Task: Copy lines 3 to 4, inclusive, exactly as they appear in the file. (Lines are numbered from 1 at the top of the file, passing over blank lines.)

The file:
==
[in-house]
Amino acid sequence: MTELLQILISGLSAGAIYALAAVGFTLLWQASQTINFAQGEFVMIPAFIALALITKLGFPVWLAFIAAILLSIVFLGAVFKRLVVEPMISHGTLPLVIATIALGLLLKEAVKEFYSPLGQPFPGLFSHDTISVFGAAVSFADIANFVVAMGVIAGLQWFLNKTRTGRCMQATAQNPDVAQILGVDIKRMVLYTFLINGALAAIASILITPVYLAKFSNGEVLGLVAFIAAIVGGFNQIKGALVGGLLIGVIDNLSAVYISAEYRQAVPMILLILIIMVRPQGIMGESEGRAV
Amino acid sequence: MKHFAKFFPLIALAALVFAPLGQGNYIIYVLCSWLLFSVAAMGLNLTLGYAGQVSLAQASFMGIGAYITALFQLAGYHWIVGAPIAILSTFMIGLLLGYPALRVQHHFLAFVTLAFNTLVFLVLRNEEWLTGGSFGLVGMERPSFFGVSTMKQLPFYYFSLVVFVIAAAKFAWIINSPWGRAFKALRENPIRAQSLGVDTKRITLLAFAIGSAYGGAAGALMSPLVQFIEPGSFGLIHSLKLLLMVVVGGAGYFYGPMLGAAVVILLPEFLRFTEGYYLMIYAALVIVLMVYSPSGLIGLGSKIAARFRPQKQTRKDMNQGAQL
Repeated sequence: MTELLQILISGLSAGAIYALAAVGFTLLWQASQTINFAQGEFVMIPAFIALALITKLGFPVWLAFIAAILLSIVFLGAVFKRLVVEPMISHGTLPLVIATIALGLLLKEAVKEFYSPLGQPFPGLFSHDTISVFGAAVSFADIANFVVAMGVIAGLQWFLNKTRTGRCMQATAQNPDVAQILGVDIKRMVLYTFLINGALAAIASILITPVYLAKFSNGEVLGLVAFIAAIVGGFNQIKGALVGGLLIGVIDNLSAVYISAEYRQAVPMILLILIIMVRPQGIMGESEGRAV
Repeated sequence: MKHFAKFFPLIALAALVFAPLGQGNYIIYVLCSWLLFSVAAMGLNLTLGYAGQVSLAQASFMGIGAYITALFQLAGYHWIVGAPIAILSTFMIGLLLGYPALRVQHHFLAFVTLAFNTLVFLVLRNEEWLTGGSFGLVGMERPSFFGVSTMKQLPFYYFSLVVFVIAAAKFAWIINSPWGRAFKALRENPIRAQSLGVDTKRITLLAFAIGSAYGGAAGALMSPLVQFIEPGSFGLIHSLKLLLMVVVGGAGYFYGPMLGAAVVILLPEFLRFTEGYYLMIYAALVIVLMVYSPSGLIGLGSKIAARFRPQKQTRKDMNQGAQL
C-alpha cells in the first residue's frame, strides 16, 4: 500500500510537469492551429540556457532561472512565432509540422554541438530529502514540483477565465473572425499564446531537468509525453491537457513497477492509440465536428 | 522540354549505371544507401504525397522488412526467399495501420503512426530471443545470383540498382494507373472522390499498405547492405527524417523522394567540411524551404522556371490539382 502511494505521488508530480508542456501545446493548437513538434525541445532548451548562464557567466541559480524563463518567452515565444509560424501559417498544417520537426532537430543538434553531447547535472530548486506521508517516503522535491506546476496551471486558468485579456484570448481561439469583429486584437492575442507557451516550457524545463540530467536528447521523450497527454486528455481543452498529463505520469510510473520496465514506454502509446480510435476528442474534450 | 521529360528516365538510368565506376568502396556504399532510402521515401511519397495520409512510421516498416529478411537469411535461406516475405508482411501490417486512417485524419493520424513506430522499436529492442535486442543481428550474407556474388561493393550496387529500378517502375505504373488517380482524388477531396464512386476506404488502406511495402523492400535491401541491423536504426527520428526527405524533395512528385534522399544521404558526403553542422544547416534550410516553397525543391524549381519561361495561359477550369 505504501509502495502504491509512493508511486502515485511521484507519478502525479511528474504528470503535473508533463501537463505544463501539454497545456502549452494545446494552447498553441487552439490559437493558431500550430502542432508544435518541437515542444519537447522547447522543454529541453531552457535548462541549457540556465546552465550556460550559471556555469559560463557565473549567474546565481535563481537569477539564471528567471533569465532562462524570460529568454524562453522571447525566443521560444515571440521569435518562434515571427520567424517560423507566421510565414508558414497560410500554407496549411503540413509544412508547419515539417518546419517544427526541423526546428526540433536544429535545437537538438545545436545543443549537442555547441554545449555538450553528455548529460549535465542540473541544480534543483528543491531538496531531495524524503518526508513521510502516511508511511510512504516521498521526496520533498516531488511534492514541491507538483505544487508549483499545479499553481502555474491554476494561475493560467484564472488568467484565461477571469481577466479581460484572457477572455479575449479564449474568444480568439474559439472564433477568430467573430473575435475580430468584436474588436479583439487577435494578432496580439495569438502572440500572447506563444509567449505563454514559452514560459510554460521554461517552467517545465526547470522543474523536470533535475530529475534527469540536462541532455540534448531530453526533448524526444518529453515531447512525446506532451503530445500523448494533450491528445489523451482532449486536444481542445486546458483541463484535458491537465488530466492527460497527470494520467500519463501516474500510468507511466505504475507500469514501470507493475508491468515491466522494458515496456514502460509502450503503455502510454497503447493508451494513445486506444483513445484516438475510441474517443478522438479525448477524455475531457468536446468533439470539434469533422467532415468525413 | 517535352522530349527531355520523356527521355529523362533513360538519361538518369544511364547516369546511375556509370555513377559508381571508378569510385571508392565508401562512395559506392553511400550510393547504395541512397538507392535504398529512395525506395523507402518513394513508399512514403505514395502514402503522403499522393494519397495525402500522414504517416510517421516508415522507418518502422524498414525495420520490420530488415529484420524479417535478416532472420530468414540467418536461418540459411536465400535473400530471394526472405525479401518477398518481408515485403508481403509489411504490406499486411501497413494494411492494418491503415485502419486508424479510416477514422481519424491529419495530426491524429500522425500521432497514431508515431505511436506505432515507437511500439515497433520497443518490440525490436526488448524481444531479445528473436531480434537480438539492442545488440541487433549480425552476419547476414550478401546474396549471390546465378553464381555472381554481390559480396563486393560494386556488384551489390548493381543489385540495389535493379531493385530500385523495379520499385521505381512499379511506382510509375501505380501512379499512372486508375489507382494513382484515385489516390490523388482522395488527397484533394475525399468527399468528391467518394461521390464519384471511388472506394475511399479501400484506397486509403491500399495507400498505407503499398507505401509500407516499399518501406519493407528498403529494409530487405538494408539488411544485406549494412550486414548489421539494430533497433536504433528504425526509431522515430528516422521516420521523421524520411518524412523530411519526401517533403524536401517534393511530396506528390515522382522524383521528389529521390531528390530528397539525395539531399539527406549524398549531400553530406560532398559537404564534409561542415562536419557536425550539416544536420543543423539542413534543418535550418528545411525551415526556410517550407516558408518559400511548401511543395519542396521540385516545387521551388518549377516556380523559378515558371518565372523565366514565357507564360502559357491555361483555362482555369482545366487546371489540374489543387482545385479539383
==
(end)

Amino acid sequence: MKHFAKFFPLIALAALVFAPLGQGNYIIYVLCSWLLFSVAAMGLNLTLGYAGQVSLAQASFMGIGAYITALFQLAGYHWIVGAPIAILSTFMIGLLLGYPALRVQHHFLAFVTLAFNTLVFLVLRNEEWLTGGSFGLVGMERPSFFGVSTMKQLPFYYFSLVVFVIAAAKFAWIINSPWGRAFKALRENPIRAQSLGVDTKRITLLAFAIGSAYGGAAGALMSPLVQFIEPGSFGLIHSLKLLLMVVVGGAGYFYGPMLGAAVVILLPEFLRFTEGYYLMIYAALVIVLMVYSPSGLIGLGSKIAARFRPQKQTRKDMNQGAQL
Repeated sequence: MTELLQILISGLSAGAIYALAAVGFTLLWQASQTINFAQGEFVMIPAFIALALITKLGFPVWLAFIAAILLSIVFLGAVFKRLVVEPMISHGTLPLVIATIALGLLLKEAVKEFYSPLGQPFPGLFSHDTISVFGAAVSFADIANFVVAMGVIAGLQWFLNKTRTGRCMQATAQNPDVAQILGVDIKRMVLYTFLINGALAAIASILITPVYLAKFSNGEVLGLVAFIAAIVGGFNQIKGALVGGLLIGVIDNLSAVYISAEYRQAVPMILLILIIMVRPQGIMGESEGRAV